The Comrades prize money is so low that it attracts few world-class entrants, but many runners from the former Soviet Union participate and do well.

''This is a tragic story,'' the press association quoted Harrington as saying. ''Hopefully, Sergio will not be lost to the sport because he is a highly talented runner. If he harnessed the energy he put into cheating into rather running the race properly, who knows, he might have finished among the top five.''

'He didn't need to cheat'
Iqbal Khan
May 31 2010 at 01:56PM Get IOL on your
mobile at m.iol.co.za

Sergio Motsoeneng has paid his dues and has started a new life in his road-running career.

The man who finished third in Sunday's 85th edition of the Comrades Marathon was reluctant at first to speak of his antics in 1999 when he was found guilty of cheating after being placed ninth in that year's race.

Motsoeneng twice swopped clothes with his younger brother but was eventually found out after newspaper photographs showed the runners wearing different watches.

"It's been a long time now and I have come through a tough time in life. I have suffered the embarrassment. I'd rather not talk about it as it's in the past," he said on Sunday night after his outstanding run from Pietermaritzburg to Durban's Sahara Stadium Kingsmead.

"I know I should not have done that - I was a young man then and when the idea was thrown at me I went with the flow. It's now history.

"I'm a family man now and I'm a grown man at 33. I realised that one makes mistakes in life. I came through a tough five-year period of suspension and want to look ahead.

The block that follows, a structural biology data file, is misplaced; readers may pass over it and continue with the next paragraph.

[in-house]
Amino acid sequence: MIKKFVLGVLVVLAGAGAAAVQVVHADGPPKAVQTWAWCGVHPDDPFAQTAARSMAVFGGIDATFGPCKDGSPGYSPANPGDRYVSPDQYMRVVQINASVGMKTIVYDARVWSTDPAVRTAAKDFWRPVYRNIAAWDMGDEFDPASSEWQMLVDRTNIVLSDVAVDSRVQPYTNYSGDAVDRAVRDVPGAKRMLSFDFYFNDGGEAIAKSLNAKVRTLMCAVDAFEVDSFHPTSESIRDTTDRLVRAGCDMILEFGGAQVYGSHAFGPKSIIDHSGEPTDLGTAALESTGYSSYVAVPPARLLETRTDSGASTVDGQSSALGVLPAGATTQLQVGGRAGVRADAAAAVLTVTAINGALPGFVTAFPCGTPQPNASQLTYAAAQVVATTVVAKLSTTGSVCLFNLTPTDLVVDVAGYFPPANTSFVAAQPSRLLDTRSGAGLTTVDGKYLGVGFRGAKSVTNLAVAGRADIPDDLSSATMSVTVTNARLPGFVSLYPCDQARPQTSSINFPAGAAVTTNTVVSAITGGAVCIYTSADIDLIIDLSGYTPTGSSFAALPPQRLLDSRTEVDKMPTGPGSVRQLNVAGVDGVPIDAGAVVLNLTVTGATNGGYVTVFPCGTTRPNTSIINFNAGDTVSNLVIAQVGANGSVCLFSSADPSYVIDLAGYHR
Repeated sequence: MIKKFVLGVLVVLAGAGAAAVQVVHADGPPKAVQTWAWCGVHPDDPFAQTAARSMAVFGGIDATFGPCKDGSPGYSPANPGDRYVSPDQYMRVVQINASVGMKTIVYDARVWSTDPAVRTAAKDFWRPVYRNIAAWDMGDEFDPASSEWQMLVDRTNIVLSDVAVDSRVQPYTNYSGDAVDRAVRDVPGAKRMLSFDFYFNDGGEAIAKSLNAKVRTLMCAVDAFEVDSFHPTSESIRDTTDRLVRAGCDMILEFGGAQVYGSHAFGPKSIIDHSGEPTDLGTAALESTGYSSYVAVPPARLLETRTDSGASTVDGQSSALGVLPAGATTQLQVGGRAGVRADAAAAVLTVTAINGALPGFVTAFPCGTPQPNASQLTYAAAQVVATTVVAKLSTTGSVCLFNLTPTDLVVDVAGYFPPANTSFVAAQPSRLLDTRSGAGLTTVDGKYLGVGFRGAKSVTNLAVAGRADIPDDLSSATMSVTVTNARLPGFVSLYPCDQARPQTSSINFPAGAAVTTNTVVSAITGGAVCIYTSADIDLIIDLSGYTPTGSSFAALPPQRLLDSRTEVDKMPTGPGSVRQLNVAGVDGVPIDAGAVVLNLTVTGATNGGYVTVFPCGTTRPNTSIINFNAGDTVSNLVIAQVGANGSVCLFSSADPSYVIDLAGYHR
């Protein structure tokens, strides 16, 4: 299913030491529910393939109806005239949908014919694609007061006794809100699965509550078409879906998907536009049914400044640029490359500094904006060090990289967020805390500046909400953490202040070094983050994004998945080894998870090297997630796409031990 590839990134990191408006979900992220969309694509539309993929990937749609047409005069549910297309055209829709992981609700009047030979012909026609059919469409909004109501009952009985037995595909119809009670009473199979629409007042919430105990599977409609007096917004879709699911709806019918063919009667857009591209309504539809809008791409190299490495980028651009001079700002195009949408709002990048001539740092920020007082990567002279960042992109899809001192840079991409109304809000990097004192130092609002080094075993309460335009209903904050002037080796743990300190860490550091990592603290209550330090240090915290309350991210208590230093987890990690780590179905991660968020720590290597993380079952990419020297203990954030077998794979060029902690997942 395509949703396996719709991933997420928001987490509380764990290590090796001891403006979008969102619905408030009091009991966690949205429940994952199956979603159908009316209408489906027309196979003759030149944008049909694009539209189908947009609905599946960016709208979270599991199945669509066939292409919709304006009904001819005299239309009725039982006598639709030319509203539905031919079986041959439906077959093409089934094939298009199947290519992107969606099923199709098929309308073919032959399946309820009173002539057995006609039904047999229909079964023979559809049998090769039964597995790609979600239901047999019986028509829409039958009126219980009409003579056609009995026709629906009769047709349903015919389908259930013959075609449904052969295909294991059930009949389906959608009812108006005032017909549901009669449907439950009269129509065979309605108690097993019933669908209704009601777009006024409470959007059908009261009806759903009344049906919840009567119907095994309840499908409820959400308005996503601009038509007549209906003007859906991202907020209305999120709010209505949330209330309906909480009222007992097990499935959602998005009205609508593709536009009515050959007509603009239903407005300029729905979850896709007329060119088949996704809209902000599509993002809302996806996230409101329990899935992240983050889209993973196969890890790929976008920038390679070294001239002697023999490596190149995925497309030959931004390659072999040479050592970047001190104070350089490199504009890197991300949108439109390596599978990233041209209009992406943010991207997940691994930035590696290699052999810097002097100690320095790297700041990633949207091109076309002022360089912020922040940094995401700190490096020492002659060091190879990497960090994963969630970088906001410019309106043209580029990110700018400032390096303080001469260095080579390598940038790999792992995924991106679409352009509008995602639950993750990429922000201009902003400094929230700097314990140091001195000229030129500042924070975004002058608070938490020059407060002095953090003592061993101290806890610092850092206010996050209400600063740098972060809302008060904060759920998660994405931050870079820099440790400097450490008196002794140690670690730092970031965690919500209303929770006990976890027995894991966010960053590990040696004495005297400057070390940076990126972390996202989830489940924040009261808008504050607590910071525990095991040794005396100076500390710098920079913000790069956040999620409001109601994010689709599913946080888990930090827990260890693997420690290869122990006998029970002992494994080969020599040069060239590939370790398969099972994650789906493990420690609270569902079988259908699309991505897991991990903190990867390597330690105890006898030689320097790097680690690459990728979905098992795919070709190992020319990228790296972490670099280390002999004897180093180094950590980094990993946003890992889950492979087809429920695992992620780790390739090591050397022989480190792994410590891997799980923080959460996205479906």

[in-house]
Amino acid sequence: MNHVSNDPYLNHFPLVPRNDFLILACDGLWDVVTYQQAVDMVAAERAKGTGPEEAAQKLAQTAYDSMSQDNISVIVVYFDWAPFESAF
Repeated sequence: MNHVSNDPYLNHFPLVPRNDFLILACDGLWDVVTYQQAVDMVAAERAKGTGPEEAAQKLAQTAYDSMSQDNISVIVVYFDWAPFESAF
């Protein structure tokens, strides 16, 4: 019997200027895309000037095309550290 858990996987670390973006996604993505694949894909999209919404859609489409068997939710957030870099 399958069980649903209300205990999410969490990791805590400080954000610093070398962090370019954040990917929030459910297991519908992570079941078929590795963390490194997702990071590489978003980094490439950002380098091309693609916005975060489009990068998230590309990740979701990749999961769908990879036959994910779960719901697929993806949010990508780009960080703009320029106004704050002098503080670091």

"I knew this would crop up again when I got close to winning the race. It has to come back to haunt me but I appeal to all to leave it at that - it's really the past. It's finished and I look ahead all the time."

Cheryl Winn, who was chief executive of the Comrades Marathon Association at the time Motsoeneng was bust, said he should have had faith in his running ability.

"It just goes to show he did not have to do what he did in 1999. He has great ability in running ultra-marathons - his third-place finish proves just that," she said.

Motsoeneng was in his early 20s when he ran the 1999 Comrades and was slapped with a five-year ban by the Comrades Marathon Association. He was also stripped of his ninth place after he admitted cheating.

An investigation was launched after a runner further back in the field complained that Motsoeneng had not overtaken him.

After examining time sheets and data from the computer timing system, race referees initially cleared him of cheating.

The lookalike brothers' plan was only foiled because photographs of the race published in Beeld showed runner number 13018 at one stage wearing a yellow watch on his left wrist. At another stage the runner with that number was wearing a pink watch on his right wrist.

Other photos later revealed Sergio twice swopping clothes with his 19-year-old brother, Arnold, in portable lavatories.

"I was naive at the time. I did not think we would get caught but we did. I lived through hell for the five years - tried to keep my mind on running by helping youngsters and coaching development kids," he said. "I've turned to God and I'm guided by him. I feel I have paid my dues for my mistakes and want to look to the future rather than look back in life."

Motsoeneng returned to road running in the 2006 Soweto Marathon. Last year he finished 29th in the Comrades.

1 comment:

Gary Robbins said...

Wow, what a crazy story, with a happy ending no less!